With the first two incarnations of the Audi TT selling more than 500,000 between them, the pressure is on the latest third-generation model – and, as ever, the design will be crucial to its success.
So Auto Express brought together all three TT generations, with Dany Garand – Audi exterior project designer – to talk us through the evolution.
Such was the radical look and immediate success of the TT when it was launched back in 1998, this new model was never going to stray too far from its foundations, despite being 157mm longer and 150kg lighter than the original.
Garand showed a clear appreciation of the first-generation TT, and he was quick to defend the latest model amid accusations that its design hasn’t changed enough.
“I wouldn’t say the design is evolutionary,” he told us. “I’d say it’s a respect of the icon, a revival of the icon.
“There was a very clear intention of readdressing the styling strength and architectural clarity of the first generation. We looked at different styling, but the perception of the car was no longer as a TT. You change a few elements and people lose the link to the TT.”
Garand wanted the car to remain very much its own model, explaining: “There are a few design features on the TT that’ll never appear on another Audi. You don’t see this styling approach anywhere else in the line-up today, and we feel it should stay that way.”
Lines on the flanks and rear haunches are sharper, the creases are more prominent and Garand told us putting tension in the body was a vital part in creating a legitimate sports car. “The way the car looks must translate into its dynamic potential,” he said.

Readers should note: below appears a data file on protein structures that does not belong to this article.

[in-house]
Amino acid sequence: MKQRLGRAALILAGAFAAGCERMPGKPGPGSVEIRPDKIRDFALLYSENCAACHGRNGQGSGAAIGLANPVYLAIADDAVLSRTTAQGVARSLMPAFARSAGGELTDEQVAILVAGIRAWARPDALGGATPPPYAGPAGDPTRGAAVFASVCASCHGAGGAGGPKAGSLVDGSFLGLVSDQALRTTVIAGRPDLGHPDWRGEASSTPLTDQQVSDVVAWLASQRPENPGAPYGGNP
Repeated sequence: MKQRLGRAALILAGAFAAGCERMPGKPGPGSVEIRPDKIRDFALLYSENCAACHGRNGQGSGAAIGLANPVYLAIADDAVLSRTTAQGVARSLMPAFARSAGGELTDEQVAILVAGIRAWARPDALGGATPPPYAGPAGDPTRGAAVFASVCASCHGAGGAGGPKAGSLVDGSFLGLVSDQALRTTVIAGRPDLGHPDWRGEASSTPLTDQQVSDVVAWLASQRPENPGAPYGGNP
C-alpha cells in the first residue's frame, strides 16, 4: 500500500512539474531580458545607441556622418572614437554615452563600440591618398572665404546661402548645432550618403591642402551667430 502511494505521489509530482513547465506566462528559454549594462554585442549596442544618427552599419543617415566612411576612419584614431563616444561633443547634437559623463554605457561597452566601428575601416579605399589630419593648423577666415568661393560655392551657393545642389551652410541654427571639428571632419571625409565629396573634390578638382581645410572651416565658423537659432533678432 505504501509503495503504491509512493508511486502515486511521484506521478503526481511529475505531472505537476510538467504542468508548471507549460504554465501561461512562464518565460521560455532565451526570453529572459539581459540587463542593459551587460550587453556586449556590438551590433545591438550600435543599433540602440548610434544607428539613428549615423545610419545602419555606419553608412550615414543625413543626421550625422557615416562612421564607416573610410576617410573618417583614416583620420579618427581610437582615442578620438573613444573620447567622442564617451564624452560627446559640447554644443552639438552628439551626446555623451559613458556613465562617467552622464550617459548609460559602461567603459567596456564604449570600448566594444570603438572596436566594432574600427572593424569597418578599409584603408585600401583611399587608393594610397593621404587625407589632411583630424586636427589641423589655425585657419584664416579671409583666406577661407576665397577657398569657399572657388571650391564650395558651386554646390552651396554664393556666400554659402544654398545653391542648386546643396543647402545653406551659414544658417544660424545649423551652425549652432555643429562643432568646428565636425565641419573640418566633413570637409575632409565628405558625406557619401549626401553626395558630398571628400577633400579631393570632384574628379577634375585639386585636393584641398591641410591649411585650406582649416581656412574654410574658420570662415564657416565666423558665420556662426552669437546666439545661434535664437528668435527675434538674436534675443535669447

“You can see similar lines from the first model. Because it was such a design statement, people understood it. We wanted to bring the TT back to life as a modern interpretation.”
But with Audi promising to add 11 new models to its range by 2020, can we expect an extended TT family? “We are probing many different variations, but the TT is very specific.
"A true TT will be the TT Coupé,” claimed Garand. “To make a business case with more variations, I guess time will tell.
“If people want to see something like the TT Shooting Brake, I’d say why not? It’s a very interesting mix of sportiness and off-road, but as far as I’m concerned the TT is a sports coupé.”
Exciting times ahead, then, but it’s clear from speaking with Audi’s designers that the TT remains sacred. The technology that goes into it will keep improving, yet the design itself will continue to be influenced by the original, introduced 16 years ago.
It’s a formula that works for Porsche, and it looks like a formula that’s set to work for Audi, too, with the brand having already taken 3,500 pre-orders ahead of the car’s launch in the fourth quarter of the year.